After a protracted and painful labor, Afghanistan’s loya jirga gave birth on Sunday to a democratic constitution, the country’s first. Given Afghanistan’s history of violent civil strife, the mere fact that the 502-member council of elders and local dignitaries managed to agree on a final draft is extraordinary, and was hailed as such by many Afghan and international leaders, who welcomed the news as clear progress towards a democratic government in Afghanistan. The big question now is whether the constitution, so impressive on paper, can be implemented in practice.
The constitution sets the framework for the first democratic government in the history of the country, now to be named “The Islamic Republic of Afghanistan.” The key points of the document provide for a strong president, two vice-presidents, a cabinet, and a parliament, with presidential elections to be held in June. The country will have an official civil law system, with the caveat that no civil law may contradict the laws of Islam. Women, strictly repressed under Taliban rule, are officially recognized as equal to men and allocated 25 percent of seats in the lower house of the parliament. The controversy over the nation’s official language, which almost derailed the entire process, was resolved with Pashto and Dari, the languages spoken by the biggest ethnic groups, as the primary languages, with minority languages to be recognized in specific regions.
The constitution was met with approval by everyone from human rights leaders and U.S. president George Bush and to the secretary of the United Nations, Kofi Annan. In Washington Bush issued a statement congratulating the loya jirga for creating a country that will, “help ensure that terror finds no further refuge.”
Afghanistan’s interim leader, Hamid Karzai, who lobbied for increased presidential powers, welcomed of the document, which greatly increased the power of any future president, as “a success for us all, for all the people of Afghanistan.”
The government funded paper, Anis also welcomed the document, praising the delegates for having put their differences aside for the sake of the national interest.
However good the constitution looks in theory, it’s far from clear that the new government will have to power actually to implement its provisions, as Mohammed Alam, a delegate to the loya jirga from the Farah Province, told Agence France Presse:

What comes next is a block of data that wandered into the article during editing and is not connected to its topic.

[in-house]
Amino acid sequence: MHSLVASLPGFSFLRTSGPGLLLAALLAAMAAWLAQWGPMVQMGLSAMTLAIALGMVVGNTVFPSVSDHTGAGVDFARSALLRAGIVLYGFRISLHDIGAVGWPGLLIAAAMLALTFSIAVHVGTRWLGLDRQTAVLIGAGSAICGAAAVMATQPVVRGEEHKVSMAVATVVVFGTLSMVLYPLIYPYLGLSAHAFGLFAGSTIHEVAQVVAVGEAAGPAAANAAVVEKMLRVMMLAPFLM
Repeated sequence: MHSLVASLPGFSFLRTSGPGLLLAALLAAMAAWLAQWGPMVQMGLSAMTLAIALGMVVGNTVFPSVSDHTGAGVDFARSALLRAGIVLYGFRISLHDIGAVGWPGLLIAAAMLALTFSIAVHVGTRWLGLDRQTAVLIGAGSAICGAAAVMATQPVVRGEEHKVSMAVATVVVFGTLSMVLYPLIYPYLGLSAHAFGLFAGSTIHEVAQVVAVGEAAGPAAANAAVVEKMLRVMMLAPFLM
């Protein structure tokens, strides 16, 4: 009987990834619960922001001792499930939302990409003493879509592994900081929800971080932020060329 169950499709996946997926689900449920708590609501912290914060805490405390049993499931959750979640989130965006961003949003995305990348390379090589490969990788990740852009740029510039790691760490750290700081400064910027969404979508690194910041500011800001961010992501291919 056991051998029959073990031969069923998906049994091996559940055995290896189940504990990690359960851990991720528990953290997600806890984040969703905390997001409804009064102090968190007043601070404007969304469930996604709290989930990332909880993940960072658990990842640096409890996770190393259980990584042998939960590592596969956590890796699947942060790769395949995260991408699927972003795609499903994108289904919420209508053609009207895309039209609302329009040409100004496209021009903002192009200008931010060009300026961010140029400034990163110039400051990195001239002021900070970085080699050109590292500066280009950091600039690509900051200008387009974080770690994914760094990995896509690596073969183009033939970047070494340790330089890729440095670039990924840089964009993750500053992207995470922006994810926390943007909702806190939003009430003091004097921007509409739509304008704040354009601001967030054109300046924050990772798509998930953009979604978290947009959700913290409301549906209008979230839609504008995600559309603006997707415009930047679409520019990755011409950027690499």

“This constitution reflects the views of all Afghans including minorities. It is a well-balanced constitution, but it is only on paper…. There is no guarantee of its implementation. There are weapons everywhere in the country. The government has to disarm militias and gather the weapons, then it will be possible to think about implementation of the constitution and other laws in Afghanistan.”
As London’s Independent reports Afghanistan’s warlords hold the real power on the ground, and are unlikely to cede it willingly to a central government.
“Afghanistan, which is the world’s largest opium producer and has a plethora of warlords and militias, have anything approaching a national judicial or law enforcement system capable of enforcing the terms of a new constitution. Corruption abounds, large areas of the country, which is awash with arms, are lawless.”
Groups representing ethnic minorities and women fear that without provisions to de-militarize warlords, women and minorities, traditionally hard done by in Afghanistan, will continue to suffer. Women’s rights in particular has been controversial throughout the constitutional process. Frustration with the proceedings led Malalai Joya, 26-year old Afghan social worker, to interrupt the constitutional proceedings to condemn what she saw as a convention full of criminals. Her testimony, brought attention to the country’s mujahideen leaders who had taken part in the country’s civil war of the 1990s, in which they killed and raped civilians. Joya’s outburst was heralded by feminists — and landed her under the protection of the United Nations.
Meena Nanji, a filmmaker who has been working on a film about Afghan women, writes in the San Jose Mercury News that mujahideen leaders won’t support women’s rights.
“The mujahedeen do not approve of women leading any part of their lives in public, and harshly intimidate those who think differently…The litany of laws passed this year to govern women’s conduct reads like a page out of the Taliban handbook. They include the banning of coeducational classes; restrictions on a woman’s ability to travel by limiting the time she can be without a ‘mahram,’ a male relative or husband; and forbidding women to sing in public. The biggest blow to women’s rights was dealt in November when a 1970s law prohibiting married women from attending high school classes was upheld.”
The new constitution officially recognizes men and women as equal before the law, but many fear that intimidation and harassment of women will continue. The independent Afghan weekly, Farda expressed concern over threats against female delegates to the convention. Some women who are running for office under the new constitution have reported having been threatened by armed men.
Still, the constitution is a huge step for Afghanistan and represents a break with the past, explains Nader Naderi, a spokesperson for the Independent Afghan Human Rights Commission.
“There are still some problems with the constitution, but the process was very positive, because people came together despite their differences and came to an agreement without violence…. This is a major change in the traditional way of doing politics in Afghanistan.”